Why We Enjoy Experiences More Than Material Things
January 22, 2012 3 Comments
Ask a social scientist about the keys to happiness and you’re likely to hear that it’s better to buy experiences than buy possessions. What you’re unlikely to hear is a good explanation for why experiences make people happier.
Two Cornell psychologists, Emily Rosenzweig and Thomas Gilovich, attempted to answer this question by examining regret rather than satisfaction in the aftermath of a purchase. They theorized that with material purchases the strongest regret stems from action (i.e. buying the wrong thing), whereas with experiential purchases the strongest regret comes from inaction (not having the experience.) The result is that those who make a purchase are more likely to feel regret when buying a material good, and therefore buying a material good leads to comparatively less happiness.
Rosenzweig and Gilovich confirmed their hypothesis in a series of five experiments. In the most telling experiment subjects were told about somebody who bought a 3-D television — a purchase that could be construed as an experience or a material good. When subjects were asked if the buyer would regret the purchase, subjects for whom the purchase was framed as a material good believed the buyer would feel more regret than subjects for whom the purchase was framed as as an experience.
Why might regret stem from inaction when it comes to experiences, but action when it comes to possessions? The answer involves our propensity to imagine all the things we don’t have.
There is a smaller set of items that feel like effective substitutes for experiential goods. Singular experiences are less likely to prompt counterfactual thoughts that focus on upward comparisons because the class of items with which an experience can be compared is small. Instead, the easiest and most likely comparison is between having missed out on the experience and not having missed out, yielding regrets of inaction. Conversely, the greater interchangeability of material goods affords myriad opportunities for upward comparisons after a purchase, making material purchases more likely to spark rumination about alternative purchases and hence regrets of action.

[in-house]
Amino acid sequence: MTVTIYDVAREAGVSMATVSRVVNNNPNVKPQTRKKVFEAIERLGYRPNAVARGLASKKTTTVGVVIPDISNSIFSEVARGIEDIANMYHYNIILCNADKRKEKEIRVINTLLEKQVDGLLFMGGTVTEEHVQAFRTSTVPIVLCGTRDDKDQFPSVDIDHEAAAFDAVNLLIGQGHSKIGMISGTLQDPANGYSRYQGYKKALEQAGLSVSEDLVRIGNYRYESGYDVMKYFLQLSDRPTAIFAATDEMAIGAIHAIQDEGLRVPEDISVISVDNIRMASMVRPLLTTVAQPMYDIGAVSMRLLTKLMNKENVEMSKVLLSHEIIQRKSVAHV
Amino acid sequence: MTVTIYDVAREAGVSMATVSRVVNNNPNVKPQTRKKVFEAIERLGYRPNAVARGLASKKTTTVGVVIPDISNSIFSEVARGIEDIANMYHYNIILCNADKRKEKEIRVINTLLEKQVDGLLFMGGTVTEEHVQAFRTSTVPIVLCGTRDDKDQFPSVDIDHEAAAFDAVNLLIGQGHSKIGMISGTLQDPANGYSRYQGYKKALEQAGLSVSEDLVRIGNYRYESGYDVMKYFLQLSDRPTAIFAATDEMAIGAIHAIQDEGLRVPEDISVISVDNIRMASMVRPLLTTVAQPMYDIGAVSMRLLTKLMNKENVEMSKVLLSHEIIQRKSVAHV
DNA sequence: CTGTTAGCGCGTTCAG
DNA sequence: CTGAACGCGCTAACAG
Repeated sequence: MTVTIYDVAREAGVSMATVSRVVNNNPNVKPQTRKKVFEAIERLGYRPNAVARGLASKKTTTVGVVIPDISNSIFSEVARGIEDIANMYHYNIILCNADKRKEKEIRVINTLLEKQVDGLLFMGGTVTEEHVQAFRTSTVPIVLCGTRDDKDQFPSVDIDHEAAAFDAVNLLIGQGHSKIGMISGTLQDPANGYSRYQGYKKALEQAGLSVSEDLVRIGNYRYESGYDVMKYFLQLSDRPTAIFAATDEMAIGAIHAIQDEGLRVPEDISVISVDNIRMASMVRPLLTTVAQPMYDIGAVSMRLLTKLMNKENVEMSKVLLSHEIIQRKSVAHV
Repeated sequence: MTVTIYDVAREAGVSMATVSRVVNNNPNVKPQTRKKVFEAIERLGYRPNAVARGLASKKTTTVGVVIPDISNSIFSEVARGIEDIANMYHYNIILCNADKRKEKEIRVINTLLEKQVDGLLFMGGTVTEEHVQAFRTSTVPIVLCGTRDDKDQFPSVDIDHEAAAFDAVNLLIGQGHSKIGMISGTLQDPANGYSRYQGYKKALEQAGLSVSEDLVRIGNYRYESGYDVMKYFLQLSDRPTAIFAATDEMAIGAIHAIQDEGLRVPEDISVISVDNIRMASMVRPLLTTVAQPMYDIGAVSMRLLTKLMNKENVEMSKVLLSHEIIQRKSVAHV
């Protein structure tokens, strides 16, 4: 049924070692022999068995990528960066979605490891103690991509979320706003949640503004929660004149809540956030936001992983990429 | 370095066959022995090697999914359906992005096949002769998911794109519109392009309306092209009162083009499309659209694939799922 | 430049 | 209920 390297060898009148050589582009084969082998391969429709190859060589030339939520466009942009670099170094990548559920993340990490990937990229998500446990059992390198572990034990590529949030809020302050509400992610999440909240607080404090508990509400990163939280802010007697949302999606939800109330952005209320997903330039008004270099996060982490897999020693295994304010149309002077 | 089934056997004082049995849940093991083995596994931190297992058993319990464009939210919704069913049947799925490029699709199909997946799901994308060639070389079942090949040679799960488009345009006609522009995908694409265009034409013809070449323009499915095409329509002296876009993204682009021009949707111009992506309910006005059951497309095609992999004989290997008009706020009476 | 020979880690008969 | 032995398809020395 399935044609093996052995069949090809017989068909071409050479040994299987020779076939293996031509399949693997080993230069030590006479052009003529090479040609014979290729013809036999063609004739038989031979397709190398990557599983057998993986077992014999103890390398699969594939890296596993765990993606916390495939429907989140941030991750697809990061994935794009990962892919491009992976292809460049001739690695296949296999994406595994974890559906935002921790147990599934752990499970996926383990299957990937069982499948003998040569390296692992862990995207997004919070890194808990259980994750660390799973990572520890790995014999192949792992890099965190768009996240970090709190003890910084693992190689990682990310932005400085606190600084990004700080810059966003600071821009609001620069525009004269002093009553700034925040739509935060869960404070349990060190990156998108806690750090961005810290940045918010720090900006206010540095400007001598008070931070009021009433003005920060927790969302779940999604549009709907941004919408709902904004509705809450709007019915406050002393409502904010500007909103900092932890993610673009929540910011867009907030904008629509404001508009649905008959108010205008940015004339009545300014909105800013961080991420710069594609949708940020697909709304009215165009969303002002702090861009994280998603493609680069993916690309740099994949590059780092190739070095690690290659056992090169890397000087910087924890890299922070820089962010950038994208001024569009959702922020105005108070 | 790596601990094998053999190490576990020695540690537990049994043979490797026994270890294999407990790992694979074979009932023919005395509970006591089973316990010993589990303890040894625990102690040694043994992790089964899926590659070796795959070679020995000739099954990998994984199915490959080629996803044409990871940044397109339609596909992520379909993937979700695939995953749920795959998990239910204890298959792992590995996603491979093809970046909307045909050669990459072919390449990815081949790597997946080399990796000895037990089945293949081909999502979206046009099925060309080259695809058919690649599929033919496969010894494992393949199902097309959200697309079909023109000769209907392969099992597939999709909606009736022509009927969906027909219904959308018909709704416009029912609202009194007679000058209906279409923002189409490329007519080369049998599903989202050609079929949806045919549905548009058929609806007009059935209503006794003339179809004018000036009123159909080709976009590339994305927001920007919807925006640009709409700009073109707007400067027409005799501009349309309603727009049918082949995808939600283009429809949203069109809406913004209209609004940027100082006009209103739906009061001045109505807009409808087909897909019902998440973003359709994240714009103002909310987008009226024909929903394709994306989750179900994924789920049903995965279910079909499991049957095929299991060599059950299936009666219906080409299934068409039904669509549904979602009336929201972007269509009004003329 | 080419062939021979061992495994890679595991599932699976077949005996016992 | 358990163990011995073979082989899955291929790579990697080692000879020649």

The influence of interchangeableness makes a lot of sense. When you buy a car, you wonder about what you didn’t get, whereas if you choose not to buy a car, you can always get one next week. On the other hand, if you go to the World Cup in Rio de Janeiro, it’s hard to think about what you’re missing out on. If you decide not to go, you probably won’t get another chance to have that experience.
It would be interesting to see if this effect still holds when it comes to gifts. When somebody else does the buying people tend not to engage in counterfactuals, and therefore in those instances material possessions may not lead to regret. In fact, because gifts are generally material goods, if somebody else buys you an experience you may be more likely to think about what material goods they could have bought you instead. The lesson, as always, is buy fancy vacations for yourself and tube socks for others.
Rosenzweig, E., & Gilovich, T. (2012). Buyer’s remorse or missed opportunity? Differential regrets for material and experiential purchases. Journal of Personality and Social Psychology, 102 (2), 215-223 DOI: 10.1037/a0024999